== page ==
Human Givens Magazine 2006
`Adult friendships are rarely simple, but for those with Asperger's syndrome, which is characterized by difficulties with social skills, they are especially difficult. Lawson, diagnosed with Asperger's as an adult, has been a counselor, a social worker, and a psychologist. Her latest book is not a how-to guide to "Aspie" friendships but rather a compilation of questions and answers interspersed with her poetry and friends' contributions. Temple Grandin, Liane Holliday Willey, and others have illuminated their difficulties with social interaction, but most writers on this topic have addressed parents of young children and teens. It is helpful, therefore, for "neurotypicals," as well as those with Asperger's, to read about an adult perspective. Especially moving is Lawson's description of her "autistic meltdown" when she was separated from a friend while shopping and panicked. Her suggestions for avoiding that situation and her frankness about how she has unwittingly broken social codes are helpful, although her writing is more geared toward her own circle than the general public. Recommended for libraries with strong collections in autism spectrum disorders.' - Elizabeth Safford, Nevins Memorial Lib., Methuen, MA `Another insider's view from this well-known author, who herself has an autistic spectrum disorder. Contains practical advice on all aspects of "doing friendship well" from its beginning to its end.' - Current Awareness Service (BILD) `Just like any other "ship", friendship...means travelling through stormy waters as well as calm.' * Wendy Lawson `A frank and thoughtful analysis of what makes and breaks friendships, she explores what it means to have friends or to be a friend - and what other kinds of friendships there are, whether imaginary, animal or inanimate.'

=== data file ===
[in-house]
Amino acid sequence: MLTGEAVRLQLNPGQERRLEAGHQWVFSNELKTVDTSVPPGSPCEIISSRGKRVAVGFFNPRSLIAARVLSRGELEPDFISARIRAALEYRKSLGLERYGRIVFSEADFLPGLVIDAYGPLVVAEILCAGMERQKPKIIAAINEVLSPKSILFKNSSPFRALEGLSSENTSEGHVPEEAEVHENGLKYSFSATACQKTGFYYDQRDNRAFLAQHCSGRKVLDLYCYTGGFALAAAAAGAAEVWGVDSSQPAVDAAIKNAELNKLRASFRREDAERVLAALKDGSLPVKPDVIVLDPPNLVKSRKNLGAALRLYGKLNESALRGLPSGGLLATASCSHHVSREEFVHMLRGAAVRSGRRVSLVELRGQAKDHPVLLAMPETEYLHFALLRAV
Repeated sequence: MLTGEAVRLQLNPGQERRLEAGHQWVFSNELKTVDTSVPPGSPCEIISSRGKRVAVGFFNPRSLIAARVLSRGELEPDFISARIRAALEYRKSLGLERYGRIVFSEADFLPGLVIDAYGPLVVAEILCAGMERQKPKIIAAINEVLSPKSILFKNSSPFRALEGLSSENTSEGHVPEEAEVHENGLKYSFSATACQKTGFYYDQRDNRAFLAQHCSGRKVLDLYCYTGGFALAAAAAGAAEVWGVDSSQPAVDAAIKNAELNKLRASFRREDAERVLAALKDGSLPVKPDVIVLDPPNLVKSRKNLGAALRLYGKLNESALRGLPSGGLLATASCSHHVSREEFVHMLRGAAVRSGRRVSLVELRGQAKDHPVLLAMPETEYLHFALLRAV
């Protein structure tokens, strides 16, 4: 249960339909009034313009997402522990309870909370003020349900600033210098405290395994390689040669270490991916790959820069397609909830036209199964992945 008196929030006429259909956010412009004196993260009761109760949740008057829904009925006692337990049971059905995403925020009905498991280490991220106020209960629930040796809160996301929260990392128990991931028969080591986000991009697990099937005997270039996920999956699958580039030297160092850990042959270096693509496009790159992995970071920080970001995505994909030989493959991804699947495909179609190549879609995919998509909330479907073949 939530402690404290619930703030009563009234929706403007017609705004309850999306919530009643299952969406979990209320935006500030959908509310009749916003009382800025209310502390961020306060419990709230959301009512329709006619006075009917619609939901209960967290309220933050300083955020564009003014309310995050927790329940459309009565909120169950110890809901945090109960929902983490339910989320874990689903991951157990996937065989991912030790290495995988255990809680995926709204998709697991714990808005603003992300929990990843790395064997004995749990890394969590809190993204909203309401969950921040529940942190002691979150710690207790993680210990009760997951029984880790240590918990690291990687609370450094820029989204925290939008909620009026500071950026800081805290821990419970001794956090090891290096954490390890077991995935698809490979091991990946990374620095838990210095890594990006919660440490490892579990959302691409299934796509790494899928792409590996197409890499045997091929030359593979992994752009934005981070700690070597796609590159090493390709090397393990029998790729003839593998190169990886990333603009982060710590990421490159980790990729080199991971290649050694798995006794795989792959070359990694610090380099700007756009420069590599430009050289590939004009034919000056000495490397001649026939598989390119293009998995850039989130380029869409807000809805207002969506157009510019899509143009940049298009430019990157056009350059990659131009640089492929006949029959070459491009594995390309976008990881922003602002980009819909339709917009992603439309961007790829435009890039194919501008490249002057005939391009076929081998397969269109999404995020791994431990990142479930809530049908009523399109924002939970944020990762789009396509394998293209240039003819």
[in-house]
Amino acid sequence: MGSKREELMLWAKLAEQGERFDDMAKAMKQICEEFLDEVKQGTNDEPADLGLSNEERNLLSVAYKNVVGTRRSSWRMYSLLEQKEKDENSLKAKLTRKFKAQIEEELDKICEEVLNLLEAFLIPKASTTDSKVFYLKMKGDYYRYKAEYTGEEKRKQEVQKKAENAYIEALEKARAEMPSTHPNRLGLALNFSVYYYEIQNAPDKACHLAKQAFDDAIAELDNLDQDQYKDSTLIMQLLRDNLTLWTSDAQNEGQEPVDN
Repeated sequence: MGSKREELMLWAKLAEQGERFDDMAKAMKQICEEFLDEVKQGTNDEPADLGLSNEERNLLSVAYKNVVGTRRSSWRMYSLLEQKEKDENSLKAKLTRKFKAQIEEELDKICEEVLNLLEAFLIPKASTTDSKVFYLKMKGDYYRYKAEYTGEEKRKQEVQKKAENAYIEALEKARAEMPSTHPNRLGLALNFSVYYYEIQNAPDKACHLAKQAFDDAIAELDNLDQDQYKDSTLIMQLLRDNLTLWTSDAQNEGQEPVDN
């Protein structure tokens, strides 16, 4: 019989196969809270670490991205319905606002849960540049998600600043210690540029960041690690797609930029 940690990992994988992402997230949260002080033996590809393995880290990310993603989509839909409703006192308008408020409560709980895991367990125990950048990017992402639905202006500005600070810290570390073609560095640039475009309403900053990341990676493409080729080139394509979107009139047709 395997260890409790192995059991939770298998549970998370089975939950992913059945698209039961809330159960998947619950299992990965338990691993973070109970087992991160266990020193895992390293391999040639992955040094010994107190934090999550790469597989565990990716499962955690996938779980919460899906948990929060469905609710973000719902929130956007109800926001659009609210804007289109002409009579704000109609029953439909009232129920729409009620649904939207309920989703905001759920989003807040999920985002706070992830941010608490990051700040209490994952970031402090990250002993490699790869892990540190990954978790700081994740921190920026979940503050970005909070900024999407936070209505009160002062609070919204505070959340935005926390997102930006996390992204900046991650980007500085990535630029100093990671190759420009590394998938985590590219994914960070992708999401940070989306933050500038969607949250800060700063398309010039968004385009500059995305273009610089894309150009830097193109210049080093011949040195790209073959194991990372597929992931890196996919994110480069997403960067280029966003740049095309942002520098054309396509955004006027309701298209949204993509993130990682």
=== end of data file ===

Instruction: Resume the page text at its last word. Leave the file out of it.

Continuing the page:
`The book is well worth exploring, not least to provoke reflection on one's own relationships.'
Chris White, Good Autism Practice,Vol.8, May 2007
`This book describes the friendship experiences of individuals with Asperger Syndrome…it is a little book that packs a powerful message: how to recognise, share, nurture, value, enjoy, cope with, avoid and break friendships. The fundamental importance of friendship to life and learning is discussed. Differences between being friendly and friendships are explained. Complex relationships are sensitively explored, for example, friendships between partners, colleagues, longstanding and new friends, family and pets. The impact of personal belief systems on our ability to make and remain friends and the importance of being a friend to oneself are recurrent themes. Concrete examples, tips for avoiding common misunderstandings, friendship `rules', personal anecdotes, non-literal explanations, poetry and contributions from Wendy's friends are woven into a through-provoking read…this book encourages reflection on one's own concepts, beliefs, values and experiences of friendship. It makes a highly emotive subject accessible to all.'